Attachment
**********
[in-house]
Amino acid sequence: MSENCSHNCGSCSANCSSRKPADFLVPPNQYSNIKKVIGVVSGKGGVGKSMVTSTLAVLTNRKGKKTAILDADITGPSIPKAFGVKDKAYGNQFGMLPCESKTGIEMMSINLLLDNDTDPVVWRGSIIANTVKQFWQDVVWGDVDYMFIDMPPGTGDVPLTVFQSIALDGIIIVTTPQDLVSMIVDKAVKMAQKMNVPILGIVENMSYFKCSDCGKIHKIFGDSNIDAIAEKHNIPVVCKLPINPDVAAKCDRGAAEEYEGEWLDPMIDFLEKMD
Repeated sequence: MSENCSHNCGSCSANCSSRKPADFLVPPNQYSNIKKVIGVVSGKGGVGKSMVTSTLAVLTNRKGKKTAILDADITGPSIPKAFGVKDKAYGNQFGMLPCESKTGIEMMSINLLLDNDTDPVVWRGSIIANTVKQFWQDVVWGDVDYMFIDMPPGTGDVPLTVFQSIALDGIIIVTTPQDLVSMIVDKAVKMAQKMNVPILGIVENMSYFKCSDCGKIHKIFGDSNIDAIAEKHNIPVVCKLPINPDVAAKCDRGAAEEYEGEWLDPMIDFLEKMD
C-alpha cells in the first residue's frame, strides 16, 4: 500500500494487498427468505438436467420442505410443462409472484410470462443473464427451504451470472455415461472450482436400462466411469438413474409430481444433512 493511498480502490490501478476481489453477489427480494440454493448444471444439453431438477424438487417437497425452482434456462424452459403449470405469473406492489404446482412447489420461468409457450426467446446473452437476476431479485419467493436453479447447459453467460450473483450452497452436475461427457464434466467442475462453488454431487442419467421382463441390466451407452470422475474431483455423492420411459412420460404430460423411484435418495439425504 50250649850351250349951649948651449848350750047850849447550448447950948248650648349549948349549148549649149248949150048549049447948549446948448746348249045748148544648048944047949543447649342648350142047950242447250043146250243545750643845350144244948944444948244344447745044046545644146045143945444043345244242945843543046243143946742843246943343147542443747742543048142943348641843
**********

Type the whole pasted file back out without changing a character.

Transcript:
[in-house]
Amino acid sequence: MSENCSHNCGSCSANCSSRKPADFLVPPNQYSNIKKVIGVVSGKGGVGKSMVTSTLAVLTNRKGKKTAILDADITGPSIPKAFGVKDKAYGNQFGMLPCESKTGIEMMSINLLLDNDTDPVVWRGSIIANTVKQFWQDVVWGDVDYMFIDMPPGTGDVPLTVFQSIALDGIIIVTTPQDLVSMIVDKAVKMAQKMNVPILGIVENMSYFKCSDCGKIHKIFGDSNIDAIAEKHNIPVVCKLPINPDVAAKCDRGAAEEYEGEWLDPMIDFLEKMD
Repeated sequence: MSENCSHNCGSCSANCSSRKPADFLVPPNQYSNIKKVIGVVSGKGGVGKSMVTSTLAVLTNRKGKKTAILDADITGPSIPKAFGVKDKAYGNQFGMLPCESKTGIEMMSINLLLDNDTDPVVWRGSIIANTVKQFWQDVVWGDVDYMFIDMPPGTGDVPLTVFQSIALDGIIIVTTPQDLVSMIVDKAVKMAQKMNVPILGIVENMSYFKCSDCGKIHKIFGDSNIDAIAEKHNIPVVCKLPINPDVAAKCDRGAAEEYEGEWLDPMIDFLEKMD
C-alpha cells in the first residue's frame, strides 16, 4: 500500500494487498427468505438436467420442505410443462409472484410470462443473464427451504451470472455415461472450482436400462466411469438413474409430481444433512 493511498480502490490501478476481489453477489427480494440454493448444471444439453431438477424438487417437497425452482434456462424452459403449470405469473406492489404446482412447489420461468409457450426467446446473452437476476431479485419467493436453479447447459453467460450473483450452497452436475461427457464434466467442475462453488454431487442419467421382463441390466451407452470422475474431483455423492420411459412420460404430460423411484435418495439425504 50250649850351250349951649948651449848350750047850849447550448447950948248650648349549948349549148549649149248949150048549049447948549446948448746348249045748148544648048944047949543447649342648350142047950242447250043146250243545750643845350144244948944444948244344447745044046545644146045143945444043345244242945843543046243143946742843246943343147542443747742543048142943348641843